Titli’s Sporadic Blog – July 2012
31st July 2012
There is something on my mind that has been bothering me for a while. To put it simply, it is the way that a lot of people seem to view the world.
I’ve been a YouTuber for over three years now and I come to realise a few things. Something that comes up time an time again is the way that some people believe that there is one, AND ONLY ONE, way of doing something. The “correct” way, according to their thinking, is the way that they know and understand. Let me give you a few real life examples.
Let’s start with my recipes. On the front page of my website you will note that I don’t claim that any of my recipes are definitive versions of classic recipes, but rather that they are typical and, more importantly, they work and can be made at home. A kind of 80:20 rule, if you will. Eighty percent of the taste for twenty percent of the effort. So I get a little frustrated when someone posts a comment telling me that I’ve added something I shouldn’t have added, or I’ve missed out a key ingredient (which happens to be extremely difficult to find in most parts of the world). And then there’s the occasional, “That’s not how you make (Insert dish here)”, leaving us all with no idea about how the recipe fails to match up to their expectation of how to make (Insert dish here). But then I do worry about people who troll around watching videos of things they apparently know all about already. I once had a fisherman who must gut hundreds of fish a day telling me that my fish-gutting technique was all wrong. The only question I had was why he was watching videos on fish-gutting if he spent all day doing it?
As an aside, when cooks on YouTube do something a little different with a recipe they get comments to say that it’s “wrong”. If a celebrity chef does something different with a recipe it’s hailed as a “twist” and they are applauded for it. Life’s like that. You should expect criticism when you don’t conform to the accepted norms if you are not in a position of fame or power, otherwise you will be hailed as an innovator or entrepreneur.
Real Life Example Number Two concerns Islam. I’m sure that at least some of you reading this blog won’t realise how divided a religion Islam actually is. There are the Sunnis, the Shias, the Sufis, the Ahmadiyyas, the Qadianis, the Wahabis, the Ismailis and the Ibadis, just to name a few. They all have God, Muhammad and the Qur’an at their heart but they all differ in some elements of doctrine and the practicalities of their faith. Each one believes it has the “correct” interpretation of Islam and will pull out any number of interpretations and citations to prove their points. In this regard Islam is no different from any other major world religion.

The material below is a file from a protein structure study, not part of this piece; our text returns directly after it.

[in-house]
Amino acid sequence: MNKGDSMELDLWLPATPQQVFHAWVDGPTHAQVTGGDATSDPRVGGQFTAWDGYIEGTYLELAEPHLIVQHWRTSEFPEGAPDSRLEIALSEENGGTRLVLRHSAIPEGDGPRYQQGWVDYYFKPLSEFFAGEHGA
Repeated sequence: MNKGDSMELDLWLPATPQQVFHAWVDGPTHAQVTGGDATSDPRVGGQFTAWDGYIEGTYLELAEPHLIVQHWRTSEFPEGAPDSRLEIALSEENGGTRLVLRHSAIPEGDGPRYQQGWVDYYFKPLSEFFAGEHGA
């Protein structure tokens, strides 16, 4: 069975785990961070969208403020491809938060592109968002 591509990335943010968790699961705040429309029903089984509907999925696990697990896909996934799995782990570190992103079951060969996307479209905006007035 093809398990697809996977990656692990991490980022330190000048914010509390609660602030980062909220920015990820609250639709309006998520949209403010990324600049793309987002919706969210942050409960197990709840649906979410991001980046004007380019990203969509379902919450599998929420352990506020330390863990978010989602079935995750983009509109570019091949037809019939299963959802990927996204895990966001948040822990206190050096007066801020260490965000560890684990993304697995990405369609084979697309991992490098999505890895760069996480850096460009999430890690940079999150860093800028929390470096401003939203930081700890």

So what is it about the human condition that some people need to feel that they are “right” to the extent that they feel the need to tell everyone else that they are “wrong”? Why is it so hard for some people to accept the ways and beliefs of others? Is it because they feel threatened by difference and feel secure only in what they know and understand? Or is it a mechanism used to appear of greater importance and value than they really have – the “know-it-all” who talks a lot but actually knows very little, if you like.
Sometimes I despair at the tribalism that seems inherent in human society, and how people consider their own tribe to be ultimately superior to all others. I use the word “tribe” here to mean creed or race or gender or skin colour or whatever label you want to consider which denotes a difference between you and the person next to you. I am reminded of a passage in the Qur’an (49:13)
“O mankind, indeed We have created you from male and female and made you peoples and tribes so that you may know one another.”
That you may know one another, not that you may despise one another. If only more people understood that.